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In Office-Space Hunt, Don’t Follow the Herd

As much as we may admire individuality and going it alone, it hasn’t been something we’ve done much as human beings over the millennia. Beginning with cave men, huddling together in caves to hide from predators, our ability to survive as a species has depended on living and working in communities of like values, work styles, and goals. Hunters lived with hunters, gatherers with gatherers, warriors with warriors and so forth.

Over the past many decades, we’ve carried this “herd mentality” into our business culture. Detroit became the mecca for the automobile industry — as if cars couldn’t be manufactured in St. Louis, Chicago or even Poughkeepsie. Most large banks and financial institutions with any national or international presence have clustered along Wall Street and other lower Manhattan addresses. Just a few blocks away, Madison Avenue has served as the address for much of the nation’s advertising talent.

Even new technology companies follow the herd instinct. The best example is Silicon Valley, the world’s high-tech capital.

Locally, our wireless empire, including Qualcomm, Cricket and others, has gravitated to Sorrento Mesa. The Torrey Pines area spawned and continues to host our region’s biotech industry. Downtown San Diego is home to most of our area’s largest law firms and brokerage houses. Mission Valley hosts many insurance companies and the list goes on and on.

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The Clusters

There’s certainly nothing wrong with clustering for the right reasons. Business corridors form around readily accessible customer bases and labor pools. The corridors need infrastructure amenities such as rail, proximity to airports, freeways and desirable residential areas, ready access to power supplies and other resources. In many cases, the reason a company locates next to companies in the same line of work is the reputation of the address itself as a place where the big guns are based.

However, clustering isn’t always cost effective. Landlords fully realize the perceived benefits of the subregions where they own spaces for lease. In Carmel Valley, landlords can add roughly 20 percent to their rents because they know the chief appeal of that area is the short commute for senior executives.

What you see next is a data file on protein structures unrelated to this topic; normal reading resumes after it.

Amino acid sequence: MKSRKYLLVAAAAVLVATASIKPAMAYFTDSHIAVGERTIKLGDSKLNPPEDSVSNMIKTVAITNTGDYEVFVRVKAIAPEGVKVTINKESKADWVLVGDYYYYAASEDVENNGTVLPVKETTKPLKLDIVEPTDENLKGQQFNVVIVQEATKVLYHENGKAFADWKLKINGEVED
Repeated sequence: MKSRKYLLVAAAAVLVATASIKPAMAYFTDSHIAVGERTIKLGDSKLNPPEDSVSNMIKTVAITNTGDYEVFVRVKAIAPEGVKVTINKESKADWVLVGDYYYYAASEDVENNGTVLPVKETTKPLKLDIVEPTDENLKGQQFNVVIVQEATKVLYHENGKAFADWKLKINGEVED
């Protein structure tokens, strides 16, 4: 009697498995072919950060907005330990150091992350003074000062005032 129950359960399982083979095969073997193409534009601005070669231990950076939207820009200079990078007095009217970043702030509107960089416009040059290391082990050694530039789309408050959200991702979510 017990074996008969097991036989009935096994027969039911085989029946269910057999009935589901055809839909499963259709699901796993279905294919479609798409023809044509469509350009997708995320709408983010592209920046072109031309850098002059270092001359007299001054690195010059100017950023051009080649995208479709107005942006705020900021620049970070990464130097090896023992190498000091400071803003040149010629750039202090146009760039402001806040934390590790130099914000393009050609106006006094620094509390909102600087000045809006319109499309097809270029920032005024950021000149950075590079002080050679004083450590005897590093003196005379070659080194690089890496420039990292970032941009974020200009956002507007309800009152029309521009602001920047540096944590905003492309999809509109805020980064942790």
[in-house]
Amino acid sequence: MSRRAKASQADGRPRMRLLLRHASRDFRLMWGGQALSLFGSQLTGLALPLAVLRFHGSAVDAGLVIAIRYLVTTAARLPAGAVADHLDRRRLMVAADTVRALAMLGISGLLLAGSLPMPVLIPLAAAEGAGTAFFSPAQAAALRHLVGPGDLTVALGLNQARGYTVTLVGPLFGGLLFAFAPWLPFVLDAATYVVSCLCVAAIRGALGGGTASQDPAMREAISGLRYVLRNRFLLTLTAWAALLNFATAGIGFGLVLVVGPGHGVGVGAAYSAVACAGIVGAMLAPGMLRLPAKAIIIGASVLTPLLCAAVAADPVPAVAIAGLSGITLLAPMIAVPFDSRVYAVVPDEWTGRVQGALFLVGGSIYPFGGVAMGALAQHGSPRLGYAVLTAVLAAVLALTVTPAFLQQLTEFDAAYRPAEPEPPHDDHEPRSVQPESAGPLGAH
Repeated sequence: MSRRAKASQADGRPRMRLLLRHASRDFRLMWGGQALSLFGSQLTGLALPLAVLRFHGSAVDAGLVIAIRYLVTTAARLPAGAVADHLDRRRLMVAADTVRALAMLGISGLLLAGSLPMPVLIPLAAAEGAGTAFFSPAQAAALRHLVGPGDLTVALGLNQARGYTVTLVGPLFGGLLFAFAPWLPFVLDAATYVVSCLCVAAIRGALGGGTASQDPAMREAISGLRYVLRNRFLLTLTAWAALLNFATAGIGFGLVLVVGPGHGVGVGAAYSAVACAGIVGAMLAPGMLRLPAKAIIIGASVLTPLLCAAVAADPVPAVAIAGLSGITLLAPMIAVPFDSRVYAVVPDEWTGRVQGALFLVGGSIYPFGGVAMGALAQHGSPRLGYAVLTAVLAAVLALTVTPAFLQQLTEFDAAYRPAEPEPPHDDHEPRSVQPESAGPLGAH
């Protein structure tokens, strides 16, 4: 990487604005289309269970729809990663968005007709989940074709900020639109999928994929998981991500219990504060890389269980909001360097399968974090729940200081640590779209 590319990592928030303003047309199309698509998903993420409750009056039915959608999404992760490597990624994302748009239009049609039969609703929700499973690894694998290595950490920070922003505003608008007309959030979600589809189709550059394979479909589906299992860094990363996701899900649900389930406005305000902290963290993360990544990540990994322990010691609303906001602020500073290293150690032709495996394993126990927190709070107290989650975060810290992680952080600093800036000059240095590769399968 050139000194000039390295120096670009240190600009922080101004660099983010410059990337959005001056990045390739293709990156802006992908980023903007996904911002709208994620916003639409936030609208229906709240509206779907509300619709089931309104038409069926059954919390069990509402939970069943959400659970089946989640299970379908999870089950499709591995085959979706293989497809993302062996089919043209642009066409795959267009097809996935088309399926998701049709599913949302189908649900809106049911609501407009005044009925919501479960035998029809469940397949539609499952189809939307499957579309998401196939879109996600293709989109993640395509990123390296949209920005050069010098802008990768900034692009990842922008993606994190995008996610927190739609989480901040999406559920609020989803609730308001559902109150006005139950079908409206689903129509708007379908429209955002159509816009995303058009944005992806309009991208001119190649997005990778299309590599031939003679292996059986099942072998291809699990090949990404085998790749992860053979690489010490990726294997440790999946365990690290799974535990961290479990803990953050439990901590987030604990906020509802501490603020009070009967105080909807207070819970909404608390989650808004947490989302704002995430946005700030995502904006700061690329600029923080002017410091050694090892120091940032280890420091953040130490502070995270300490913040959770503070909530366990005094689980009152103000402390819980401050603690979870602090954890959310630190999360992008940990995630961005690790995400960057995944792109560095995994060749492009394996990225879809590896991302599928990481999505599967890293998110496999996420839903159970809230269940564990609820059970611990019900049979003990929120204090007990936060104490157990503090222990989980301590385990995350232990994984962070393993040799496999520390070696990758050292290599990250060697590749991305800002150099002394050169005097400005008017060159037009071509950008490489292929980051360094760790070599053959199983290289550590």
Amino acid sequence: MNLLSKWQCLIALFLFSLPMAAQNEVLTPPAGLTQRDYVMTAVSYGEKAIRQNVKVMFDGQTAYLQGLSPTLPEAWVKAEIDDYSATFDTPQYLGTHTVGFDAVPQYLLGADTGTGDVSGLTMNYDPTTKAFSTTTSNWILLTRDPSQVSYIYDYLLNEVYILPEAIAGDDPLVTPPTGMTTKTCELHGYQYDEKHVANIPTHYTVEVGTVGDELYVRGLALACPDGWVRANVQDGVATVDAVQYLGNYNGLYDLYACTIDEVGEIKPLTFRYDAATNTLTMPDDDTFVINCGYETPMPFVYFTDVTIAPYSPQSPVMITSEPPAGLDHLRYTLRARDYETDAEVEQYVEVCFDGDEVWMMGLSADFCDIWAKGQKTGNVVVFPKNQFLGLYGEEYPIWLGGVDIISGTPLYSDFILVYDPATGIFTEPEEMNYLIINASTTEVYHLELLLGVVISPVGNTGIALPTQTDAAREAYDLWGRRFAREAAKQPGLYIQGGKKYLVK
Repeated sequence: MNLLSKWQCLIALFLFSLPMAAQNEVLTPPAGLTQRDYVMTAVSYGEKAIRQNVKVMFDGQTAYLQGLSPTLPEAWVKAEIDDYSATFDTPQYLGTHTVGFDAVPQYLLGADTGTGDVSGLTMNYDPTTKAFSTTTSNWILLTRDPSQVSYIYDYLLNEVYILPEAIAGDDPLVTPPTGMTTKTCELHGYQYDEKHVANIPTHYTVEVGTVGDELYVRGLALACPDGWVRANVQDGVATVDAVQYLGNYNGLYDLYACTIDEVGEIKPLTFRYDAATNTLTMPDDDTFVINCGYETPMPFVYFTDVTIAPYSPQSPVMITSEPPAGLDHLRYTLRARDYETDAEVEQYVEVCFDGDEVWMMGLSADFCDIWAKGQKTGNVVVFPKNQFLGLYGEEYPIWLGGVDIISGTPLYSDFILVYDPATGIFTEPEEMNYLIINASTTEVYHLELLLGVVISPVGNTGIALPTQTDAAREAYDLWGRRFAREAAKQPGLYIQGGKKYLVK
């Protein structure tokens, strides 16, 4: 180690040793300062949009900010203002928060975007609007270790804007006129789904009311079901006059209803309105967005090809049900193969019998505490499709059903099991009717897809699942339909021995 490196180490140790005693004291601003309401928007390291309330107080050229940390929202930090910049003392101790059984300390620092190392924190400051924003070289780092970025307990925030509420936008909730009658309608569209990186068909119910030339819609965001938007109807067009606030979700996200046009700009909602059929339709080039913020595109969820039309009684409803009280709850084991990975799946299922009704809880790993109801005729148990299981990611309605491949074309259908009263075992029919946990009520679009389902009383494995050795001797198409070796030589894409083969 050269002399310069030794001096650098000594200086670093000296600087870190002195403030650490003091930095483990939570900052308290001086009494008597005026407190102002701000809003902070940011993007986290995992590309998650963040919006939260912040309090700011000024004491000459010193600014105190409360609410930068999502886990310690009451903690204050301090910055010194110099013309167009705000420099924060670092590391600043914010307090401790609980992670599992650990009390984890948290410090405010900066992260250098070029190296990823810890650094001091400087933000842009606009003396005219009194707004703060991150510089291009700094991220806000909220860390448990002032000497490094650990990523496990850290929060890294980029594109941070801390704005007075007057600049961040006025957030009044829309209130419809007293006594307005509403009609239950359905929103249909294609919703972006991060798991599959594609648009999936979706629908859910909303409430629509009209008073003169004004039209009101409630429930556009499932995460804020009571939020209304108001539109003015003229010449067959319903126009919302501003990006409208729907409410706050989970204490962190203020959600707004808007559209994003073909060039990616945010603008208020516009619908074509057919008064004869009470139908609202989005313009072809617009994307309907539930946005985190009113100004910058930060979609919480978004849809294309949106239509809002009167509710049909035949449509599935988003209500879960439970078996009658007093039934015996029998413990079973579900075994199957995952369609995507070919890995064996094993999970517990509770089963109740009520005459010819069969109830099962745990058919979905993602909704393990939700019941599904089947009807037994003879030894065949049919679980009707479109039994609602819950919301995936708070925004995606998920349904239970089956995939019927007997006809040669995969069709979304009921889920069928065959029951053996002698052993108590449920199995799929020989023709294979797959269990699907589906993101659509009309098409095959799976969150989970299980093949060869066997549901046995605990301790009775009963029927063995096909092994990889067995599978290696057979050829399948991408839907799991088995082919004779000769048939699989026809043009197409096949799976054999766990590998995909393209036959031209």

Landlords often know what a prospective tenant’s competitors are paying for the privilege of living close to work. Such inside information can seriously restrict any leverage that tenant has to negotiate a decent lease, much less one that has any flexibility in price and concessions.

Proximity also can breed excessive competition, including pirating each other’s employees and compromising proprietary business practices.

For that reason, office space alternatives away from one’s competitors and outside an industry’s traditional ZIP code are important to consider in today’s marketplace. A “non-corridor” location can create a market presence without instant comparisons to one’s competitors and often at a lower occupancy cost, thereby enhancing that tenant’s competitive edge. Landlords are prone to be more flexible in such cases.

Focusing on Needs

Beyond the dynamics of where to locate, commercial office tenants need to focus on other factors when looking for new quarters. Do the tenants need a traditional floor plan with individual offices, or can they make do with open floor plans?

Obviously, it depends on the nature of the business and how it operates. For most companies, though, an open floor plan works just fine. It’s cheaper to outfit and furnish and it tends to enhance communications and collaboration while minimizing worker hierarchies. Gone are the closed doors that can create worker anxiety as well as whining employees who bemoan others’ larger offices.

Open space plans do have potential problems that need to be taken into account. How to control heating and cooling for all hands in one giant room and the personal habits of co-workers can create discontent.

However, in the end, we are creatures of the herd. Open floor plans respond to our innate need to gather. For companies, the plans offer flexibility to change workspace configurations in response to needs and provide a chance to do more with less.

Jason Hughes is president of Hughes Marino, the largest San Diego commercial real estate company with brokers exclusively specializing in tenant representation for lease negotiations and building purchases. Contact: jason@hughesmarino.com or (619) 238-2111.

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